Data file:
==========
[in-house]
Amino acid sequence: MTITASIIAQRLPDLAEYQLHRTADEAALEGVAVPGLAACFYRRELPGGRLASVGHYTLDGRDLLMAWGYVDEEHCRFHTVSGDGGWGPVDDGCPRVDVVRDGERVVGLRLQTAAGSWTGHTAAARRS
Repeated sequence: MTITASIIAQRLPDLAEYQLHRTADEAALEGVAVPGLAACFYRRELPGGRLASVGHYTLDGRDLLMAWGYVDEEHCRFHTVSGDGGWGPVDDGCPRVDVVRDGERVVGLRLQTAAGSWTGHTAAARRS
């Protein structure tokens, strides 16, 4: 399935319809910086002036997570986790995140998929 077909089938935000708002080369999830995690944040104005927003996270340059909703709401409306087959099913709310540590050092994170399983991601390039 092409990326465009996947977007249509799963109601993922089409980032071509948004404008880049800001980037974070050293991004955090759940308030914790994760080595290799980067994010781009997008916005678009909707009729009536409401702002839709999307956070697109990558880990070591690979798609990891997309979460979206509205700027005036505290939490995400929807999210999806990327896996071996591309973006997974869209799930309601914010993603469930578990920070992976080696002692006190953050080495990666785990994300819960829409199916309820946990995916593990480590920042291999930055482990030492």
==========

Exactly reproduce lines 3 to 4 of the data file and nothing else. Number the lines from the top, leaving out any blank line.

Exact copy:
Repeated sequence: MTITASIIAQRLPDLAEYQLHRTADEAALEGVAVPGLAACFYRRELPGGRLASVGHYTLDGRDLLMAWGYVDEEHCRFHTVSGDGGWGPVDDGCPRVDVVRDGERVVGLRLQTAAGSWTGHTAAARRS
């Protein structure tokens, strides 16, 4: 399935319809910086002036997570986790995140998929 077909089938935000708002080369999830995690944040104005927003996270340059909703709401409306087959099913709310540590050092994170399983991601390039 092409990326465009996947977007249509799963109601993922089409980032071509948004404008880049800001980037974070050293991004955090759940308030914790994760080595290799980067994010781009997008916005678009909707009729009536409401702002839709999307956070697109990558880990070591690979798609990891997309979460979206509205700027005036505290939490995400929807999210999806990327896996071996591309973006997974869209799930309601914010993603469930578990920070992976080696002692006190953050080495990666785990994300819960829409199916309820946990995916593990480590920042291999930055482990030492």